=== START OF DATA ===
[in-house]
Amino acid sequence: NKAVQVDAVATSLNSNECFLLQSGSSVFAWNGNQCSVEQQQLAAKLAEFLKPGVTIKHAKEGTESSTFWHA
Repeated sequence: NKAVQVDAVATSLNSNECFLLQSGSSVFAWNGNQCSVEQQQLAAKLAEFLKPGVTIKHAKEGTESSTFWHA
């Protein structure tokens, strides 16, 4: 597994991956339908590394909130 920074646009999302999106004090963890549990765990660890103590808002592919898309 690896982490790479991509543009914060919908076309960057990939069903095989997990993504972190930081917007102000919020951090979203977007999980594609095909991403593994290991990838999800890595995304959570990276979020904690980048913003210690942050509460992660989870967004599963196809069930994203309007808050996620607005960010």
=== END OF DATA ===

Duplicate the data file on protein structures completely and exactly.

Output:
[in-house]
Amino acid sequence: NKAVQVDAVATSLNSNECFLLQSGSSVFAWNGNQCSVEQQQLAAKLAEFLKPGVTIKHAKEGTESSTFWHA
Repeated sequence: NKAVQVDAVATSLNSNECFLLQSGSSVFAWNGNQCSVEQQQLAAKLAEFLKPGVTIKHAKEGTESSTFWHA
């Protein structure tokens, strides 16, 4: 597994991956339908590394909130 920074646009999302999106004090963890549990765990660890103590808002592919898309 690896982490790479991509543009914060919908076309960057990939069903095989997990993504972190930081917007102000919020951090979203977007999980594609095909991403593994290991990838999800890595995304959570990276979020904690980048913003210690942050509460992660989870967004599963196809069930994203309007808050996620607005960010």